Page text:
Terry : Netfilter conntrack-tools

Netfilter's conntrack-tools

What are the conntrack-tools?

The conntrack-tools are a set of free software userspace tools for Linux that allow system administrators interact with the Connection Tracking System, which is the module that provides stateful packet inspection for iptables. The conntrack-tools are the userspace daemon conntrackd and the command line interface conntrack.

conntrack - command line interface for netfilter connection tracking  

conntrack provides a full featured userspace interface to the netfilter connection tracking system that is intended to replace the old /proc/net/ip_conntrack interface. This tool can be used to search, list, inspect and maintain the connection tracking subsystem of the Linux kernel. Using conntrack , you can dump a list of all (or a filtered selection of) currently tracked connections, delete connections from the state table, and even add new ones.

In addition, you can also monitor connection tracking events, e.g. show an event message (one line) per newly established connection.


/proc/net/ip_conntrack is deprecated!

Why use the conntrack-tools?

The userspace daemon conntrackd can be used to enable high availability of cluster-based stateful firewalls and to collect statistics of the stateful firewall use (although ulogd is the preferred option for logging). The command line interface conntrack provides a more flexible interface than the traditional /proc/net/nf_conntrack interface.


The connection tracking subsystem maintains two internal tables:

  •  conntrackThis is the default table. It contains a list of all currently tracked connections through the system. If you don't use connection tracking exemptions (NOTRACK iptables target), this means all connections that go through the system.
  • expectThis is the table of expectations. Connection tracking expectations are the mechanism used to "expect" RELATED connections to existing ones. Expectations are generally used by "connection tracking helpers" (sometimes called application level gateways [ALGs]) for more complex protocols such as FTP, SIP, H.323.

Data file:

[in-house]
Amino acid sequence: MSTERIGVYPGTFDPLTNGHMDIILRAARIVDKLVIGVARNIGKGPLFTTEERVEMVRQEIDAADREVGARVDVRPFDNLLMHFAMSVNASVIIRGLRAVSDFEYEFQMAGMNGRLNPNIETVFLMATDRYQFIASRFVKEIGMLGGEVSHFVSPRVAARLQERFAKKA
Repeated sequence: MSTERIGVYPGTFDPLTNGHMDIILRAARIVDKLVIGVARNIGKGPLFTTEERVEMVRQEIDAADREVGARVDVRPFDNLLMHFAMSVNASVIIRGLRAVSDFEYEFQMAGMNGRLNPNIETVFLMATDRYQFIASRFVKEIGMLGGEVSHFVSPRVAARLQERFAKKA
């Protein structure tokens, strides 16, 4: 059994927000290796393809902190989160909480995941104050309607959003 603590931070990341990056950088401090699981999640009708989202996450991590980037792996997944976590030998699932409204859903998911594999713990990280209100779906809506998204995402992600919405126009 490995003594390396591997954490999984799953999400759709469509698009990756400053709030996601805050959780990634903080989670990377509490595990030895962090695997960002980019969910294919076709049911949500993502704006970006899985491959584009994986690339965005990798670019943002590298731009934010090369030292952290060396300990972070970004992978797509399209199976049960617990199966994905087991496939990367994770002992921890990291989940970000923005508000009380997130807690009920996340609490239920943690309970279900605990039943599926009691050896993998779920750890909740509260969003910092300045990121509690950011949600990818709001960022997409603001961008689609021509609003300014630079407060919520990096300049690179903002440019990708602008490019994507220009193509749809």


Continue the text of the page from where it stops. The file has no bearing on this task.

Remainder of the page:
List connection tacking or expectation table.

By default conntrack list the conntrack table

# conntrack table
conntrack -L
conntrack -L conntrack
# expect table
conntrack -L expect

More examples

# Dump the connection tracking table in /proc/net/ip_conntrack format
conntrack -L
# Dump the connection tracking table in /proc/net/nf_conntrack format
conntrack -L -o extended
#Dump the connection tracking table in XML
conntrack -L -o xml
# Only dump IPv6 connections in /proc/net/nf_conntrack format
conntrack -L -f ipv6 -o extended
#Dump source NAT connections
conntrack -L --src-nat
#Show connection events together with the timestamp
conntrack -E -o timestamp

Natively filter the output without using grep

conntrack -L -p tcp --dport 22
tcp      6 431999 ESTABLISHED src= dst= sport=37047 dport=22 src= dst= sport=22 dport=37047 [ASSURED] mark=0 use=1
conntrack v1.2.1 (conntrack-tools): 1 flow entries have been shown.

Display the connection tracking events

# conntrack -E
    [NEW] udp      17 30 src= dst= sport=52514 dport=53 [UNREPLIED] src= dst= sport=53 dport=52514
 [UPDATE] udp      17 30 src= dst= sport=52514 dport=53 src= dst= sport=53 dport=52514
 [UPDATE] udp      17 180 src= dst= sport=52514 dport=53 src= dst= sport=53 dport=52514 [ASSURED]

You can also display the existing flows in XML format, filter the output based on the NAT handling applied, etc.




The conntrack-tools user manual

conntrack manpage